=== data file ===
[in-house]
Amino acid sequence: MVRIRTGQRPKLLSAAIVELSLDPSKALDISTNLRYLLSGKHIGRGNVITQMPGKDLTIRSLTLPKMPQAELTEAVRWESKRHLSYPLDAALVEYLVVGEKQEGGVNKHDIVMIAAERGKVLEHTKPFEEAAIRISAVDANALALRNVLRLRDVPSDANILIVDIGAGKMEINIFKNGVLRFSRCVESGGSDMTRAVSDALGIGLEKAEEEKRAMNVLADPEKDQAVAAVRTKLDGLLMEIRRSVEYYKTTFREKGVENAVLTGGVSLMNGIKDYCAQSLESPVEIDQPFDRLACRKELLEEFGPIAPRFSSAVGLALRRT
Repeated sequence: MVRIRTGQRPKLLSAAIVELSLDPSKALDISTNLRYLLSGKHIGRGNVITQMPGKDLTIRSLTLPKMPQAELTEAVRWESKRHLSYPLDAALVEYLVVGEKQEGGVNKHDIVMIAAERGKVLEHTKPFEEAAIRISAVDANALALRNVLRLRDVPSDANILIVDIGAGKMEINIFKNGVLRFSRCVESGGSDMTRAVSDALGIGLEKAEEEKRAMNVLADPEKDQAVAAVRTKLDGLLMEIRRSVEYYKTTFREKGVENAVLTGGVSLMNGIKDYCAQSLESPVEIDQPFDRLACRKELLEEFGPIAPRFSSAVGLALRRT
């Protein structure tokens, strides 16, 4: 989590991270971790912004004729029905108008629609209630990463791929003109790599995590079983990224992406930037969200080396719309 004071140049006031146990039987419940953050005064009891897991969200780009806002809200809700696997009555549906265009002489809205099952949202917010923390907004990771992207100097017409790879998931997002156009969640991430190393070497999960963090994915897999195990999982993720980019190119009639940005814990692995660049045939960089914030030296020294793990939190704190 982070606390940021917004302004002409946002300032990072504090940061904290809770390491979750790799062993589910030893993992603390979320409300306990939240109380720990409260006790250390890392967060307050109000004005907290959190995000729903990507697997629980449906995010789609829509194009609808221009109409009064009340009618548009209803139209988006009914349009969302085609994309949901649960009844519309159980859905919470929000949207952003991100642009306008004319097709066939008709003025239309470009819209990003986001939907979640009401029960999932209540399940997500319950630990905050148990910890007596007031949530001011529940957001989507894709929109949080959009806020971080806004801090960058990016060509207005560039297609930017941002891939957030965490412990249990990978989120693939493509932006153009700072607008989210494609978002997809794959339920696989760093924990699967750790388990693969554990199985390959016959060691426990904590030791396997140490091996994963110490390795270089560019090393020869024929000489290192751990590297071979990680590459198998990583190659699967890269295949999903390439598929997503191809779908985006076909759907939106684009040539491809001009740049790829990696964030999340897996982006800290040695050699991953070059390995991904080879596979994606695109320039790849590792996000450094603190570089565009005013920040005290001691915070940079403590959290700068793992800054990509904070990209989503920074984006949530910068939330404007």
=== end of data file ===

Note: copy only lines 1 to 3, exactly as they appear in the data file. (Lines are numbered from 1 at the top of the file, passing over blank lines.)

[in-house]
Amino acid sequence: MVRIRTGQRPKLLSAAIVELSLDPSKALDISTNLRYLLSGKHIGRGNVITQMPGKDLTIRSLTLPKMPQAELTEAVRWESKRHLSYPLDAALVEYLVVGEKQEGGVNKHDIVMIAAERGKVLEHTKPFEEAAIRISAVDANALALRNVLRLRDVPSDANILIVDIGAGKMEINIFKNGVLRFSRCVESGGSDMTRAVSDALGIGLEKAEEEKRAMNVLADPEKDQAVAAVRTKLDGLLMEIRRSVEYYKTTFREKGVENAVLTGGVSLMNGIKDYCAQSLESPVEIDQPFDRLACRKELLEEFGPIAPRFSSAVGLALRRT
Repeated sequence: MVRIRTGQRPKLLSAAIVELSLDPSKALDISTNLRYLLSGKHIGRGNVITQMPGKDLTIRSLTLPKMPQAELTEAVRWESKRHLSYPLDAALVEYLVVGEKQEGGVNKHDIVMIAAERGKVLEHTKPFEEAAIRISAVDANALALRNVLRLRDVPSDANILIVDIGAGKMEINIFKNGVLRFSRCVESGGSDMTRAVSDALGIGLEKAEEEKRAMNVLADPEKDQAVAAVRTKLDGLLMEIRRSVEYYKTTFREKGVENAVLTGGVSLMNGIKDYCAQSLESPVEIDQPFDRLACRKELLEEFGPIAPRFSSAVGLALRRT